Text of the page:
The creation of Escutcheon Brewing Co. started with the friendship between two guys who really like beer. John Hovermale and Art Major met when John was working to get a different brewery open in Winchester. That brewery didn’t work out, but their friendship did. Together, pint after pint, they talked often about how they would “do it the right way” if they were to start a brewery of their own.
John, a master brewer, began at the Siebel Institute in Illinois more than fifteen years ago and has worked for breweries in Vermont, Maryland and Mississippi. Art is an accomplished entrepreneur who has founded other successful businesses. And although he hasn’t had the same experience brewing, Art feels that he has taken so much beer out of the system that it was time to put some back in. The combination of their backgrounds and experiences, as well as their passion and drive to create good beer, were the perfect ingredients to build Escutcheon Brewing Co.
Art & John with their first keg
John brews the beer. He came up with the recipes and brewery design. Art keeps the lights on. He came up with the branding. They both drink the beer. Harmony!
Art spent some time in the merchant marine and wanted to incorporate that experience into the brewery. The brand name, the names of the beers and even the design of the taproom all relate back to that.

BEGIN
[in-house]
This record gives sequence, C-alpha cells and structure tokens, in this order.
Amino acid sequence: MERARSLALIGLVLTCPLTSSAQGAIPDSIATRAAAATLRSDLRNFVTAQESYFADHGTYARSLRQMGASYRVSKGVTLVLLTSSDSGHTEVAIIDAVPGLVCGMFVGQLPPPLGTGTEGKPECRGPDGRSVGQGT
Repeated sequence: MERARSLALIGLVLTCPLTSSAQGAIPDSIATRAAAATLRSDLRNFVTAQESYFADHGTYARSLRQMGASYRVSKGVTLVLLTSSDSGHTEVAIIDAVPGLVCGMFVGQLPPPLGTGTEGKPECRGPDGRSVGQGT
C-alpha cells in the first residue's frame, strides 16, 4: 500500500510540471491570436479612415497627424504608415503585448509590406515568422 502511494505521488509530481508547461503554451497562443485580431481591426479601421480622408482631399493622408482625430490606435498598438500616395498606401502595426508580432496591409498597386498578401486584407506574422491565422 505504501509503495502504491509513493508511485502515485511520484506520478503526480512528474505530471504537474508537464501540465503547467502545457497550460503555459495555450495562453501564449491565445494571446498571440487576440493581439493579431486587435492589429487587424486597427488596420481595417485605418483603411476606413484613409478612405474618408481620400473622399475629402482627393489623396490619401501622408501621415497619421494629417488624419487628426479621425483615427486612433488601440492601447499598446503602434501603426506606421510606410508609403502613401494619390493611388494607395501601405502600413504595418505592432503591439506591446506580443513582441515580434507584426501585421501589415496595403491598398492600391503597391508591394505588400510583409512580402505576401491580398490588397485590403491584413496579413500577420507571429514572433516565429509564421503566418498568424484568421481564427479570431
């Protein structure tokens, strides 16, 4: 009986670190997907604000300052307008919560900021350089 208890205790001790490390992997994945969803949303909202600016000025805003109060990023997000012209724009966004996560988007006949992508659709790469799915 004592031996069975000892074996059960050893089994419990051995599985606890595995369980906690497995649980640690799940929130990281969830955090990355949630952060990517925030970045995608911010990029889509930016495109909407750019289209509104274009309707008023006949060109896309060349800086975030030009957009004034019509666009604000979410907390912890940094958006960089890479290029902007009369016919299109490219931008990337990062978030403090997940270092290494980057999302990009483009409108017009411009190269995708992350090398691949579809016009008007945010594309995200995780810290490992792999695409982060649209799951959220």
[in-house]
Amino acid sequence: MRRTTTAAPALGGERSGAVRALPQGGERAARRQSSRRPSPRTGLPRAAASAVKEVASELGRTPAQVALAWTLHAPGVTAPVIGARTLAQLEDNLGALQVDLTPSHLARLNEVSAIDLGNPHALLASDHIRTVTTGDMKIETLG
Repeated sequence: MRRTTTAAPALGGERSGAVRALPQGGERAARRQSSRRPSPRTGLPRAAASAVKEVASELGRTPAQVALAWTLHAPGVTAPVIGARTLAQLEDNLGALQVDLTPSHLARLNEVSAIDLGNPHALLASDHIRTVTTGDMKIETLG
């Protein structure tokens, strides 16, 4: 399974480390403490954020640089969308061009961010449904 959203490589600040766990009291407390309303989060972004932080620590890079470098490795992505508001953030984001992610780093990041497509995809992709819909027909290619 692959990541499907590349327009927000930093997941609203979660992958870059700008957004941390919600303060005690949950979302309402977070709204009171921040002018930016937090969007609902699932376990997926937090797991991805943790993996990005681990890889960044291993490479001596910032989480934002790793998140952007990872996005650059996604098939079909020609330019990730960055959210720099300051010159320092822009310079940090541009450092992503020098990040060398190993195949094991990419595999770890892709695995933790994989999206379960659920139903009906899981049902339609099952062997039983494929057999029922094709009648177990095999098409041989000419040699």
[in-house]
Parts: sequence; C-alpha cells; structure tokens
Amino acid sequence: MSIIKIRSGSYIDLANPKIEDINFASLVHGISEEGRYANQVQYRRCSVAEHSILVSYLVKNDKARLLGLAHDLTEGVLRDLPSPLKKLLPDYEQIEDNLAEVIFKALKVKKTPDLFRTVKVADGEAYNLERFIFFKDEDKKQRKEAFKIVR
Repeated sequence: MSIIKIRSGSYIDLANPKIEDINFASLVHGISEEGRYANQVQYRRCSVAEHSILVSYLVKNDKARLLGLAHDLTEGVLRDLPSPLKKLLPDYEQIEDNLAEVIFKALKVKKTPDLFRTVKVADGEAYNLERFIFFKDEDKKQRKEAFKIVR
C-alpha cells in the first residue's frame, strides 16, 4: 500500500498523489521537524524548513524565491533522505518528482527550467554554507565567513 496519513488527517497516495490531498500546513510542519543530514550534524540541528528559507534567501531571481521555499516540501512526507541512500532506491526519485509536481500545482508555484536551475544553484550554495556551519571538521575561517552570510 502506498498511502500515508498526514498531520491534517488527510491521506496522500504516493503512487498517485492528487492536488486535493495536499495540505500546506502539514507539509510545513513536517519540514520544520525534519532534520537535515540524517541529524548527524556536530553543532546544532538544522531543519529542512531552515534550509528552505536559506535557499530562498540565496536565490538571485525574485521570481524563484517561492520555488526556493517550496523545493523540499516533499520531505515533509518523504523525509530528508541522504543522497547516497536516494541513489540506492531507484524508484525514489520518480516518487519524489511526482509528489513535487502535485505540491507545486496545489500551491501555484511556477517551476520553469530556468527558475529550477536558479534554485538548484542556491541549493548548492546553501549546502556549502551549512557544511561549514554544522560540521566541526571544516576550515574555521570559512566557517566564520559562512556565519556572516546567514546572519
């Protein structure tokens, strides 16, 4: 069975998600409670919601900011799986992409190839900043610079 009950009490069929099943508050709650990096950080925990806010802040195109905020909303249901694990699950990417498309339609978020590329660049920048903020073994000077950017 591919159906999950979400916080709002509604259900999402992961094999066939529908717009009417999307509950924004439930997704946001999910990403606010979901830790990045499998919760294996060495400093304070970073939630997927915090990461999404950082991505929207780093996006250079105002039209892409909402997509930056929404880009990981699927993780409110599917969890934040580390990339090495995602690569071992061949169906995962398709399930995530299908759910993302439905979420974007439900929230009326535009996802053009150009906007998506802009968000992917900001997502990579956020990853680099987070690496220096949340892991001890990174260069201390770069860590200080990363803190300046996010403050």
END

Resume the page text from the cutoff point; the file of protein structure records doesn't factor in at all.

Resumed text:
“When he said he wanted to have our theme be related to the industrial maritime industry I thought, ‘Sure, we’re 150 miles from the ocean – so that makes sense’. What a jerk.” - John Hovermale
In the mid-1800s, an almost 30-year-old man named Samuel Plimsoll attempted to become a coal merchant in England. Although he failed and was reduced to destitution, he learned to sympathize with the struggles of the poor. When his good fortune returned, he focused a majority of his efforts into creating regulations for what were known at the time as "coffin ships". The corrupt owners of these overloaded and often heavily insured ships would risk the lives of the crew, knowing that they would benefit whether the ship sank or arrived at it's destination.
After many years of fighting, Plimsoll, who was then a member of the British Parliament, championed a bill known as the Merchant Shipping Act. This new law forced ships to place a mark - a Plimsoll Mark - on the hull that indicates the safe limit to which a ship may be loaded, ie. the maximum draft (or how deep the ship sits in the water), saving countless lives in return
In honor of Samuel Plimsoll, Escutcheon Brewing Co.'s logo is a Plimsoll Line, forever reminding you, our drinkers, to "Mind Your Draft"!